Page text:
Thespians impress crowd at The Nebraska State Thespian Festival


Students from Bellevue West’s thespian troupe made a solid appearance at The Nebraska State Thespian Festival Jan. 10 and Jan. 11.

The competition took place at the University of Nebraska-Lincoln and involved 23 different schools from across the state.

“It’s really friendly. We talked to everyone that was applying for the thespian scholarship. Everyone talked to each other and hung out before because we were all there to do something we loved,” Shellgren said.

West competed in a multitude of events including monologues, solo vocal performances, improvisation, as well as technical theatre that provided an opportunity for thespian students to shine.

The seniors who participate in theatre have the opportunity to audition for scholarships. Seniors Katy Boone, Clayton Shellgren and Jay Laravie all received superior ratings. Boone and Shellgren both were awarded a $10,000 scholarship to Midlands Lutheran College for theatre and performing arts. The technical team from West won second place.

“[It was the] best, best experience. It was very flattering and it was humbling as well,” senior Katy Boone said.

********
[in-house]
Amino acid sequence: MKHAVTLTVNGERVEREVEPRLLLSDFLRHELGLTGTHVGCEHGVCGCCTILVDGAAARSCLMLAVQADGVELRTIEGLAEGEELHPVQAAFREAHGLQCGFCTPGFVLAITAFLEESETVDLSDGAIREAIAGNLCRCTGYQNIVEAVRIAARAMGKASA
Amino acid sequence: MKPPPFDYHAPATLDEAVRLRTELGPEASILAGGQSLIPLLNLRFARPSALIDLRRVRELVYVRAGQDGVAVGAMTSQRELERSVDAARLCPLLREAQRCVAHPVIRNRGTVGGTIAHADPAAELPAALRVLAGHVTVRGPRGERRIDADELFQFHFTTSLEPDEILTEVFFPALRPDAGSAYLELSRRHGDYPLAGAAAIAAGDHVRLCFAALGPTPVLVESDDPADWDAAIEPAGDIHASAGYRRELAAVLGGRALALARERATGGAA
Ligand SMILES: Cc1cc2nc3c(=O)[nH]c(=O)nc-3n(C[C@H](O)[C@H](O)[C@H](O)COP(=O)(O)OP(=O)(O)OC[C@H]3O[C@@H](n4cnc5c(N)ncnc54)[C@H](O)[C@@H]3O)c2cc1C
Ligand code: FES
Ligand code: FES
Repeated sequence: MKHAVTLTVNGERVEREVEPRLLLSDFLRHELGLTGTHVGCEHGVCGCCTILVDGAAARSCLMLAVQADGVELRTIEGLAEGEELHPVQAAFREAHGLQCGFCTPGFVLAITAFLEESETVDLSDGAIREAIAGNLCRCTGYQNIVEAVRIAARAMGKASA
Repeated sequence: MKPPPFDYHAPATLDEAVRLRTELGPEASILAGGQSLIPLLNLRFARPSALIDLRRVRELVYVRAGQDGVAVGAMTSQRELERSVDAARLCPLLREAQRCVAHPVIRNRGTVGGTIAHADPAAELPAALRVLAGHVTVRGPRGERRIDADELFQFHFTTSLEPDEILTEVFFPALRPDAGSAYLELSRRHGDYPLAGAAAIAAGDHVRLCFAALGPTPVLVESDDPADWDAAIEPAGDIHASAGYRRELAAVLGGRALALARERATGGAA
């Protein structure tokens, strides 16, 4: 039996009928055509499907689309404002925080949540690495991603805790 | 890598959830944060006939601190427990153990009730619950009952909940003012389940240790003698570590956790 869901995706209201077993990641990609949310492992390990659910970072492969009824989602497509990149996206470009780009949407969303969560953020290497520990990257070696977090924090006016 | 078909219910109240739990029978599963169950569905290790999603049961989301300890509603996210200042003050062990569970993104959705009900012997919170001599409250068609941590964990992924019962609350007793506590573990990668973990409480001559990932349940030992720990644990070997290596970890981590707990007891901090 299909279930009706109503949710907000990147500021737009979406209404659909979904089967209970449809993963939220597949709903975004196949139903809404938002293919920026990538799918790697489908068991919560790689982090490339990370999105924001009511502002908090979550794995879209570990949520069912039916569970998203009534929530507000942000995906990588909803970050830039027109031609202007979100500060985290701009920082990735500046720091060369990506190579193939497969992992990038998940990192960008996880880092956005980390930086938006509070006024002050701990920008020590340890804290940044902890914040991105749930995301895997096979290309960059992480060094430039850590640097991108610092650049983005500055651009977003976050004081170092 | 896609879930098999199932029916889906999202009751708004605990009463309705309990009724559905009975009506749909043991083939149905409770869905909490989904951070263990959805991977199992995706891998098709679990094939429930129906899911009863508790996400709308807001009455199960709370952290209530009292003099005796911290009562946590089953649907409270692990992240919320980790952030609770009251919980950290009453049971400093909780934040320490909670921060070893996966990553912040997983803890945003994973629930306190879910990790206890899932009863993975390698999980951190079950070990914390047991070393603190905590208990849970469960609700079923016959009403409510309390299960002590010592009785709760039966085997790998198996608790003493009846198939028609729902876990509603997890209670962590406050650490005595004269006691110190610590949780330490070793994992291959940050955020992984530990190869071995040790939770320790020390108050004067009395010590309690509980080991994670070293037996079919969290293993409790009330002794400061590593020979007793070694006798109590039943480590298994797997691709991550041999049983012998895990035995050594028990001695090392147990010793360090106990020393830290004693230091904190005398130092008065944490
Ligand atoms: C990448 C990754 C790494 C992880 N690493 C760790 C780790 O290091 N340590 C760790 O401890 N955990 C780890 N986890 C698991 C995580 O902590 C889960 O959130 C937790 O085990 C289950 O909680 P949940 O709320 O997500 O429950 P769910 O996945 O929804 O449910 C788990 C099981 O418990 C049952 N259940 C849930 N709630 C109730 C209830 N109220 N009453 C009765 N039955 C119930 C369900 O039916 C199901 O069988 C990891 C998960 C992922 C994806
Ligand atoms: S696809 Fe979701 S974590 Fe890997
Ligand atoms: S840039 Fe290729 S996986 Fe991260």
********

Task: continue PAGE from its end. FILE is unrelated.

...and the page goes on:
Boone was also one of four seniors in the state to receive a $500 thespian scholarship to the college of her choice. She would like to study musical theatre which combines theatre and vocal studies.

“I have many more auditions to take care of before I decide on where I’m going,” Boone said.

While it takes hard work and dedication, as Shellgren noted, state theatre is worth the struggle considering after three years of participating in state theatre and receiving few awards, Shellgren was offered a large scholarship because of his unique talent.

“This was my third year going and my first year I did not get anything. This year I put a ton of time into it considering there was money on the line. I started in November with these monologues,” Shellgren said.

State theatre can also qualify students for the International Thespian Festival which will take place June 23-28. Theatre students who receive a score between 90 and 100 get a certificate to nationals.

While the school does not fund students who choose to attend the competition, the festival involves more learning opportunities, chances for scholarships and awards. Boone plans on not participating in the festival because it is so costly, while Shellgren hopes he can make it to Lincoln this summer.

“They’ve never funded it before so why would they fund it now, especially with budget cuts,” Boone said.

Boone and Shellgren are still deciding where to go for college but the generous scholarship from Midlands has forced them to reconsider. Only four $10,000 scholarships were handed out this year.

“[Midlands] wasn’t on my list but after the $10,000 scholarship it kinda puts itself on your list,” Shellgren said.

Bekah Hayes